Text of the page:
You’ve just been in a car accident. Who do you call? What do you say to insurers when they call you?
Virginia-based Car Accident Lawyers Rutter Mills coaches you through this tumultuous time, so you do not say anything that might diminish your financial recovery, should you decide to pursue a lawsuit.
Do You Have to Report a Car Accident in Virginia?
Virginia Code § 46.2-894 requires you to report any accident in which:
- A person is injured.
- A person is killed.
- A vehicle or other property is damaged.
You generally do not need to file a report if you were in a single-vehicle collision that caused minor cosmetic damage and no other property damage. For all other accidents, you are expected to report the accident as soon as you are medically able to do so. Under very particular circumstances, failure to report the accident to local law enforcement could subject you to a misdemeanor charge. Regardless of the statutory requirements, a police report will come in handy should you ever wish to pursue compensation for your medical bills, lost income, or other accident-related losses.
Do You Have to Contact Your Own Insurance Company After a Car Accident?
In addition to filing a police report, you should also contact your own insurance company to let them know about the accident. Most insurers provide 24/7 customer service lines and online forms to make reporting as easy as possible. As a “fault” car accident state, Virginia requires the motorist who caused the collision to pay for all damages. They allow for the assessment of “contributory negligence,” which means fault can be shared among parties found liable. It is advisable that you file your insurance claim as soon as possible – typically same-day or next-day to avoid raising suspicions about the validity of your claim.
You will need to provide the following information to your insurer:
- The name, address, and phone number of any other drivers and vehicle occupants involved.
- The insurance policy information for any other driver involved in the accident.
- Vehicle make, model, year, and color of the other vehicle(s) involved.
- The agency responding to the accident (whether municipal police, county sheriff, state highway patrol)
- The date, time, and place of the accident
- Basic facts like speed, weather, the direction traveled, and who hit whom.
Avoid saying too much about your perception of what occurred. Emotions run high after an accident, but you want to stick to the facts. Do not admit liability or speculate by saying things like, “I think.” If you are unsure of something, simply state, “I don’t know.” And remember- It is your right to speak to an attorney first or even have them present when you talk to an insurance company.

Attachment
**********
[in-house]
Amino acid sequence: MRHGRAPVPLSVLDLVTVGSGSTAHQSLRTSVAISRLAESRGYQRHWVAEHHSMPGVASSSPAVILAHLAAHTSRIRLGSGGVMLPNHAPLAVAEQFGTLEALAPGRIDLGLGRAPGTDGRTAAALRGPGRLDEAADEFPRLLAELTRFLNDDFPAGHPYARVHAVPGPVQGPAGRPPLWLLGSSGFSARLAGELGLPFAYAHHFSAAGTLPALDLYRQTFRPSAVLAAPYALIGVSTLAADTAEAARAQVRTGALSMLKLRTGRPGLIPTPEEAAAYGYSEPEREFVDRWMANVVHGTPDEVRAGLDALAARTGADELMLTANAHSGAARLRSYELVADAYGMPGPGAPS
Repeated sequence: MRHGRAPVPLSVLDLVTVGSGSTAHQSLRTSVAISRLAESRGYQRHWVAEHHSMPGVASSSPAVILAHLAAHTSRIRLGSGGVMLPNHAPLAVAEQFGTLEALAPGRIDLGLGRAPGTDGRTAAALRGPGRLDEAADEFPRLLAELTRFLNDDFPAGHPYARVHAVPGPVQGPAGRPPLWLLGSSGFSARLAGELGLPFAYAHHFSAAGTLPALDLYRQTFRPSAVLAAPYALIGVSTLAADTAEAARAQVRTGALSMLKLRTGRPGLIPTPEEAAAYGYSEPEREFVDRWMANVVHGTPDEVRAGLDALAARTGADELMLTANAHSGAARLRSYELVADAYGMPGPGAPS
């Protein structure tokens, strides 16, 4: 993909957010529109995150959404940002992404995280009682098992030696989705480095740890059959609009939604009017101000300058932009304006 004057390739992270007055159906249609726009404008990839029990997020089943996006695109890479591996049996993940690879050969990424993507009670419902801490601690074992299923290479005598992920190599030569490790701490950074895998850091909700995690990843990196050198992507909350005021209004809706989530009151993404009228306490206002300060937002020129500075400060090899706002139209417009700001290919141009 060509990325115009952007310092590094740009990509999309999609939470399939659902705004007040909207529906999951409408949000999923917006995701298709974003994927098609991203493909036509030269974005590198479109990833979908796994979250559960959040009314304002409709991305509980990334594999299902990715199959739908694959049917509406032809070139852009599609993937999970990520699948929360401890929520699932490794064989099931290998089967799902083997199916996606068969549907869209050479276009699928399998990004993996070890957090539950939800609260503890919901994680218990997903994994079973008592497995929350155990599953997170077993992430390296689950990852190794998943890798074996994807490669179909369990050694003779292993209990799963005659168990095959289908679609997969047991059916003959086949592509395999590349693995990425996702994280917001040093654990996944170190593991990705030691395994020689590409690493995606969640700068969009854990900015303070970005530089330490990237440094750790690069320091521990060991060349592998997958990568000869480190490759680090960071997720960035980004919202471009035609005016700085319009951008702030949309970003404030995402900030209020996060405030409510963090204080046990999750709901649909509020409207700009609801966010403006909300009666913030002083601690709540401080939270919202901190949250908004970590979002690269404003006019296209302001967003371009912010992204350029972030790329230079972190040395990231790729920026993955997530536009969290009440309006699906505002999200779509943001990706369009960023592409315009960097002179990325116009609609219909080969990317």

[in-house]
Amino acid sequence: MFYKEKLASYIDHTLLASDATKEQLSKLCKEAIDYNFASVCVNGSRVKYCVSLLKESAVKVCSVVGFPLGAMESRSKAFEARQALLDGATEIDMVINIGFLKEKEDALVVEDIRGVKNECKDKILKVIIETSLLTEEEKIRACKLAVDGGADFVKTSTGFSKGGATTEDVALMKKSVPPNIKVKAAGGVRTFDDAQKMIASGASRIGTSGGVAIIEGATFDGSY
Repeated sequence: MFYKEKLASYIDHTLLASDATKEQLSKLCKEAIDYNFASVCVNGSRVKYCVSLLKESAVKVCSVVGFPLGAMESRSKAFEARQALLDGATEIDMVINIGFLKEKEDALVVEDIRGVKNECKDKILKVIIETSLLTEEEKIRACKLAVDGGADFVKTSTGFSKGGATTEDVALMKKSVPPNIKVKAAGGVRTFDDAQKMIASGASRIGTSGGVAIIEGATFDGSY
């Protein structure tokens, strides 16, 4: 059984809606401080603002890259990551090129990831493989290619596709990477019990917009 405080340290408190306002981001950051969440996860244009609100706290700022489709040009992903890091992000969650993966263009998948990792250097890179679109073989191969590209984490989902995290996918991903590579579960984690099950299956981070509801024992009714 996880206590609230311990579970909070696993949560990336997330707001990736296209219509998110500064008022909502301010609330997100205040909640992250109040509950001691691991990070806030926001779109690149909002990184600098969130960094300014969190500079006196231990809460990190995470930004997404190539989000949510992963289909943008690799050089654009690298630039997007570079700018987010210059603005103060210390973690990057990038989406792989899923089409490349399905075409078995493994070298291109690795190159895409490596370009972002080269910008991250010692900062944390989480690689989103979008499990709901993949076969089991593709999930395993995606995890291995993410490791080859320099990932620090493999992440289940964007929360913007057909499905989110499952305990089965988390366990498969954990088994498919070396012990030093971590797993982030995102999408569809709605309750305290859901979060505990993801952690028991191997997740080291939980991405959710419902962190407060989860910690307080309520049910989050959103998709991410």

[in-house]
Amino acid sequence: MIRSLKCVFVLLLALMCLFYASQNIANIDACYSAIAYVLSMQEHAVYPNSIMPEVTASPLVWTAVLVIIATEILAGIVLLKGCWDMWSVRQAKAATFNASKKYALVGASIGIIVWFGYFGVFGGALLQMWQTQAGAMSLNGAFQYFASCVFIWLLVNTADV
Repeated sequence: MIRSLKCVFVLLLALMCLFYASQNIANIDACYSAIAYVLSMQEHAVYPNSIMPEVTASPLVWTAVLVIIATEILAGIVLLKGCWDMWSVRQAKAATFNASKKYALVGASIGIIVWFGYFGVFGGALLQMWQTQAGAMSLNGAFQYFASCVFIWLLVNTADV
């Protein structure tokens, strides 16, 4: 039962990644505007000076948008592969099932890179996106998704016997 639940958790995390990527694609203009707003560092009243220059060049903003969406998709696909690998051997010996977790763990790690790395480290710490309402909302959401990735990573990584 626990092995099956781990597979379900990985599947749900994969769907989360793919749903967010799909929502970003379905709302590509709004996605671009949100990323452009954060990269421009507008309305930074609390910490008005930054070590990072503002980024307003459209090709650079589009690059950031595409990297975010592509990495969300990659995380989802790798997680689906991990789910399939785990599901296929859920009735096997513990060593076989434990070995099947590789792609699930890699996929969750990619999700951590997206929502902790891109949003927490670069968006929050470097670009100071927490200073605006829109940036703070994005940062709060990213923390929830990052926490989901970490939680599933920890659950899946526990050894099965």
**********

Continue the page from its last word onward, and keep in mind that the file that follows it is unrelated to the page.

Do You Have to Speak to the Other Driver’s Insurance Company?
You do not have to speak with the other driver’s insurance company. You do not have to give a recorded statement, even if you believe liability is clearly in your favor.
Insurers can be tricky. The adjuster may ask how you’re doing. But a simple, “I’m fine” response can be used against you as proof that you are not, in fact, injured. Even if you do feel fine, keep in mind not all injuries manifest immediately, and some worsen with time.
Be careful not to volunteer more information than what is needed. Extraneous statements may be used against you, resulting in a reduction in the value of your claim or refusal of reimbursement altogether. Remember, the goal of the insurance company is to pay out as little money as possible. Adjusters do not necessarily have your best interests in mind, no matter how polite and helpful they may seem on the phone. They are still looking for some way to blame you in an effort to reduce their liability. The purpose of taking a recorded statement is to set in stone your version of events, but recollections can change in the days that follow. It is wise not to make a statement until the dust has settled, and your memory is clear.
Dos and Don’ts For Talking To Insurers
Remember the following tips when dealing with insurance companies:
- DO stay calm, polite, and civil. Goodwill can go a long way when working with adjusters.
- DO respond with “I don’t know,” “I didn’t see,” or “I don’t remember,” rather than speculate.
- DO get the name, position, phone number, and company name of the representative.
- DO take notes – Who did you talk to? What did the adjuster say? What did you say?
- DO limit the personal information provided beyond your name, address, phone number, and insurer.
- DON’T discuss your injuries, as your doctor will provide a statement of injuries if necessary.
- DON’T give a recorded statement without an attorney.
- DON’T apologize out of politeness or accept any responsibility for the crash.
- DON’T minimize your injuries, as whiplash, brain bleeds, neck, and back injuries worsen with time.
- DON’T sign any liability release forms or settlement papers until you know the full extent of the damage.
You can always count on an experienced Car Accident Lawyer from Rutter Mills for guidance in the days, weeks, and months to come. It costs nothing upfront to obtain a free case evaluation and file a lawsuit. You only pay a legal fee if we recover a settlement on your behalf.